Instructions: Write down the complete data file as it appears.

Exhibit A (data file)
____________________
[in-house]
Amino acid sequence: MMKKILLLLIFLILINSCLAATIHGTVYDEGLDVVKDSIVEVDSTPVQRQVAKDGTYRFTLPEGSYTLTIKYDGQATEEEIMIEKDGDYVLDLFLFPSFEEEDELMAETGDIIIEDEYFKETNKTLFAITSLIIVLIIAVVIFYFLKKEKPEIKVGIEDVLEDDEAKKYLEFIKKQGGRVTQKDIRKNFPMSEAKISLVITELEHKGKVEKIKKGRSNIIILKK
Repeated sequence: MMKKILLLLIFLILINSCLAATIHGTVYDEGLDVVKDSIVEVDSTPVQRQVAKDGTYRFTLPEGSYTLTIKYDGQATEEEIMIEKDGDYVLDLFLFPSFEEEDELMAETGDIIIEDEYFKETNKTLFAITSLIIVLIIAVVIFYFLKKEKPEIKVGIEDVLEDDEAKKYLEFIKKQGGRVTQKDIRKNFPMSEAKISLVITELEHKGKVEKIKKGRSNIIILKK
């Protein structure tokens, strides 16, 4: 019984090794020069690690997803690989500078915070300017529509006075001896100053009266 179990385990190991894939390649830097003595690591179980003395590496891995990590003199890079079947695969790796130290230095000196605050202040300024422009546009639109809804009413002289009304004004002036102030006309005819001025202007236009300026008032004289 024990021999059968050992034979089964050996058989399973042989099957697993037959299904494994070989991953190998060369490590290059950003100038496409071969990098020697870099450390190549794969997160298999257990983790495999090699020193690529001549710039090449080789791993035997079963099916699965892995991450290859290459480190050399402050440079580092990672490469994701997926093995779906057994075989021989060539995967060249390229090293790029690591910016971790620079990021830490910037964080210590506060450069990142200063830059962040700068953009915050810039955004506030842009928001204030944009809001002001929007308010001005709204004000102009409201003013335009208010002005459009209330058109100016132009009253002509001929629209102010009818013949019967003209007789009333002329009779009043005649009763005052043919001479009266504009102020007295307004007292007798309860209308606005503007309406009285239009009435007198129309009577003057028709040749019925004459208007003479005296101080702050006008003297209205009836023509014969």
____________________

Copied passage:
[in-house]
Amino acid sequence: MMKKILLLLIFLILINSCLAATIHGTVYDEGLDVVKDSIVEVDSTPVQRQVAKDGTYRFTLPEGSYTLTIKYDGQATEEEIMIEKDGDYVLDLFLFPSFEEEDELMAETGDIIIEDEYFKETNKTLFAITSLIIVLIIAVVIFYFLKKEKPEIKVGIEDVLEDDEAKKYLEFIKKQGGRVTQKDIRKNFPMSEAKISLVITELEHKGKVEKIKKGRSNIIILKK
Repeated sequence: MMKKILLLLIFLILINSCLAATIHGTVYDEGLDVVKDSIVEVDSTPVQRQVAKDGTYRFTLPEGSYTLTIKYDGQATEEEIMIEKDGDYVLDLFLFPSFEEEDELMAETGDIIIEDEYFKETNKTLFAITSLIIVLIIAVVIFYFLKKEKPEIKVGIEDVLEDDEAKKYLEFIKKQGGRVTQKDIRKNFPMSEAKISLVITELEHKGKVEKIKKGRSNIIILKK
């Protein structure tokens, strides 16, 4: 019984090794020069690690997803690989500078915070300017529509006075001896100053009266 179990385990190991894939390649830097003595690591179980003395590496891995990590003199890079079947695969790796130290230095000196605050202040300024422009546009639109809804009413002289009304004004002036102030006309005819001025202007236009300026008032004289 024990021999059968050992034979089964050996058989399973042989099957697993037959299904494994070989991953190998060369490590290059950003100038496409071969990098020697870099450390190549794969997160298999257990983790495999090699020193690529001549710039090449080789791993035997079963099916699965892995991450290859290459480190050399402050440079580092990672490469994701997926093995779906057994075989021989060539995967060249390229090293790029690591910016971790620079990021830490910037964080210590506060450069990142200063830059962040700068953009915050810039955004506030842009928001204030944009809001002001929007308010001005709204004000102009409201003013335009208010002005459009209330058109100016132009009253002509001929629209102010009818013949019967003209007789009333002329009779009043005649009763005052043919001479009266504009102020007295307004007292007798309860209308606005503007309406009285239009009435007198129309009577003057028709040749019925004459208007003479005296101080702050006008003297209205009836023509014969």